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Comparing Sonnets

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Comparing Sonnets Sonnets are 14 line poems with a regular rhyme scheme. There are two types, the Italian Petrarchan Sonnet, and the English, Elizabethan sonnet. Both Shakespeare and Browning were fond of the form and wrote a number of sonnets each, usually on the theme of love. In this essay I will compare, Shakespeare's sonnets 18 and 116 with Browning's sonnet "How do I love thee?" The protagonist compares his love to a summer's day, saying that she is superior. He ends by saying that his poetry will make her beauty last forever. Sonnet 116 - In this, the protagonist talks about the nature of true love. His conclusion is that love conquers time and death, and is immortal. Browning's sonnet - This is a list of ways in which the protagonist loves her partner. It concludes that she will love him just as much, if not better after death. ...read more.


It is in the first person, and talks generally about love, and what it is. Titled 'Let me not' - using 'me' instantly involving himself. Browning's sonnet is written to her husband. It is in the first person and deals with her feelings. We find out nothing about her husband. 'How do I love thee?' - immediately involving herself. Sonnet 18 is written in typical poetic language, a little archaic in style (old fashioned) In comparing his lady to a summer's day, metaphors, similes and personification are all used. 'Sometime too hot the eye of heaven shines' This metaphor describes the feeling of when the sun gets too hot and the feeling of when love is overwhelming and explains they are equal. It also uses personification describing the heaven having an eye. Natural objects are used: 'But thy eternall Sommer shall not fade' This metaphor explains that his love is like the summer but not in the way that she will never fade but the sun does. ...read more.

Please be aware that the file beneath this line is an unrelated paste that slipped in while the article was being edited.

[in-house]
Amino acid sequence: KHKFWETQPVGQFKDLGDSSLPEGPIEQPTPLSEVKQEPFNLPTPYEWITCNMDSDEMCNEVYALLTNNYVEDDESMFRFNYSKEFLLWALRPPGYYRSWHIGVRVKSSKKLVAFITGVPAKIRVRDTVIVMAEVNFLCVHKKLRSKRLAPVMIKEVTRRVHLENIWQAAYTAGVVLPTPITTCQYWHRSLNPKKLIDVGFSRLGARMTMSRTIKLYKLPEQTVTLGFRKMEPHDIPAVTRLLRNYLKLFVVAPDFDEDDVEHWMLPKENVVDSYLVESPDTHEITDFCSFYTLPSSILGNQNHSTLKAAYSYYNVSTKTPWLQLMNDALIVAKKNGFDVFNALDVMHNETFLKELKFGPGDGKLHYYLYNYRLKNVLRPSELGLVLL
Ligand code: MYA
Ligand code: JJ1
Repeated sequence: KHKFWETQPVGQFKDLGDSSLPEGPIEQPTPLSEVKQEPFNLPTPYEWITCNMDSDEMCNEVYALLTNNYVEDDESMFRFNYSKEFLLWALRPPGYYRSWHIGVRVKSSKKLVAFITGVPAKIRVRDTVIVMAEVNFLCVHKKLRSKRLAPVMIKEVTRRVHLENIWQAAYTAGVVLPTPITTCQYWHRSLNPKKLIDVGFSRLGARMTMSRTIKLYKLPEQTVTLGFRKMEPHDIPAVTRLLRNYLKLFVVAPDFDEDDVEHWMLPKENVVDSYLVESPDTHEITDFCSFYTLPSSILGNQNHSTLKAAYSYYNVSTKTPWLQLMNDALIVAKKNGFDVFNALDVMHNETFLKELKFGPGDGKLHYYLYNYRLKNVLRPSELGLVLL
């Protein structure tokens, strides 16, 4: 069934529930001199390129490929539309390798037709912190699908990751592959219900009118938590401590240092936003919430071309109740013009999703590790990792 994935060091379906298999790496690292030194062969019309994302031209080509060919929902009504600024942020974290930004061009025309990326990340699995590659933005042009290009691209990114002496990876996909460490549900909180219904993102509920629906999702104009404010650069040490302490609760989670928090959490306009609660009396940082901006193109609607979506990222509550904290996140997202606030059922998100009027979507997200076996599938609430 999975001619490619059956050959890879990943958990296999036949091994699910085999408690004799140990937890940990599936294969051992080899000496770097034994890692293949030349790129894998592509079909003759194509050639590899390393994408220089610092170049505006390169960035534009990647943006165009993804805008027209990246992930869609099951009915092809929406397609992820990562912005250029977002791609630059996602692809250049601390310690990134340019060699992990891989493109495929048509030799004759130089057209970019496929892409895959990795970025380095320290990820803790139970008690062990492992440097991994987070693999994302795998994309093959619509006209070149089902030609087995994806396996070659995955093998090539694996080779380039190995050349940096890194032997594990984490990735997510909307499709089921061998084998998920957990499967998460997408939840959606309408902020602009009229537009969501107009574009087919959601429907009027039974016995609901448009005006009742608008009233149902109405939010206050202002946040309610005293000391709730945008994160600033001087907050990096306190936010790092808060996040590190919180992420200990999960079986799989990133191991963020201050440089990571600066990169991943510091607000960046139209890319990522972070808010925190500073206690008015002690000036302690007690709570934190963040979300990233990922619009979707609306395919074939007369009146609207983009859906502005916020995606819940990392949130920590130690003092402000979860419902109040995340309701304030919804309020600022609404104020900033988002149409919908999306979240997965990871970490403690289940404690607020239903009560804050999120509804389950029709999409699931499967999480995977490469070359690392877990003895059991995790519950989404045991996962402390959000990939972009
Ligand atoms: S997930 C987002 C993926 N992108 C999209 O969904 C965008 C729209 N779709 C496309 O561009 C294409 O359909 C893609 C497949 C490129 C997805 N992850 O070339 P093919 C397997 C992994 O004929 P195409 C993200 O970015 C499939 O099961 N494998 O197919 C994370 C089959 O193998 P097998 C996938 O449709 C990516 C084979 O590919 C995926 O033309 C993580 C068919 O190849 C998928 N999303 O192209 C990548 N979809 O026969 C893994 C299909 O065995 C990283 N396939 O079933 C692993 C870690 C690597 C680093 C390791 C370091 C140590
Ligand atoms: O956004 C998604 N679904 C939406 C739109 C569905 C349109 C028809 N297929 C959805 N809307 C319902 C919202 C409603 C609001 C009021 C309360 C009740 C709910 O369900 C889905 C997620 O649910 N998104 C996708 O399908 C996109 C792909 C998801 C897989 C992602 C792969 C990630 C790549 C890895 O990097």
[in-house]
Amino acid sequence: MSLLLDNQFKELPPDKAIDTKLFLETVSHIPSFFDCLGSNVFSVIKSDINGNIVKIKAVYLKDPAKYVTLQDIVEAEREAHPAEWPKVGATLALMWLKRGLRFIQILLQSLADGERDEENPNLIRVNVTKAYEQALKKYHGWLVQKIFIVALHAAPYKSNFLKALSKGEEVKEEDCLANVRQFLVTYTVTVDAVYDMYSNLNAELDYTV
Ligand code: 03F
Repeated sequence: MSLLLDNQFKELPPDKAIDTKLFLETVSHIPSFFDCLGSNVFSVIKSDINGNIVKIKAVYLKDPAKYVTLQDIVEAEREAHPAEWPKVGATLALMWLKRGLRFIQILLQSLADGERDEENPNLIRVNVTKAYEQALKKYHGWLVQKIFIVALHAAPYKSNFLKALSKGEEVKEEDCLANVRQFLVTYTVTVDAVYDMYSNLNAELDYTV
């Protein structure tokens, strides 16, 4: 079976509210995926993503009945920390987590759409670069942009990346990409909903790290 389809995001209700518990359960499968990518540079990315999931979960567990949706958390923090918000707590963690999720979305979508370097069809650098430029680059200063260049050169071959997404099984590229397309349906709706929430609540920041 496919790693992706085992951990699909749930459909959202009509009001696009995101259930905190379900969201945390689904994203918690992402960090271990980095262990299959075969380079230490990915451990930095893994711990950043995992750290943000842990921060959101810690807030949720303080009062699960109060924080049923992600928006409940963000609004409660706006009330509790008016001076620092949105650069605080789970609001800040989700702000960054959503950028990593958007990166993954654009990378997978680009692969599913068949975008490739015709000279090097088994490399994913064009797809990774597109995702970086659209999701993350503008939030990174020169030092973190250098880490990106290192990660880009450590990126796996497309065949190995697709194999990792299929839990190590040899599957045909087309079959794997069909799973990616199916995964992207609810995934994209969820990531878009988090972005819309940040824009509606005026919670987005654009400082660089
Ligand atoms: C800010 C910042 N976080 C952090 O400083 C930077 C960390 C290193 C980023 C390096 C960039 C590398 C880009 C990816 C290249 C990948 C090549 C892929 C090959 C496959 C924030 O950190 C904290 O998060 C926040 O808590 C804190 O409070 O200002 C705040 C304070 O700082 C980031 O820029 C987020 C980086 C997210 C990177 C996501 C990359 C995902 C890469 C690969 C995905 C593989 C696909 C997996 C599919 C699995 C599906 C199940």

'That lookes on tempests and is never shaken' from sonnet 116, explaining love is something solid and never shaken which is similar to sonnet 116 'But they eternall Sommer shall not fade', explaining love will never fade. This is similar to Browning's explanation of love 'I shall love but thee better after death' - suggesting that she will even love her beloved better after death. They are conversely different in the way that they are written from 3 different viewpoints. Browning's was written in the 19th century, Shakespeare's in the 16th century. Browning's and sonnet 18 can be called love poems. Sonnet 116 is more of an argument about the nature of love: 'O no, it is an ever fixed marke' - debating that if you allow anyone to split you up it is not true love. All these poems are perfect examples of what a key necessity love is in life and I enjoyed an appreciated every poem. My preferred piece would be sonnet 18, because from his beautiful language and comparisons you can tell that it was written out of pure emotion and experience. ...read more.

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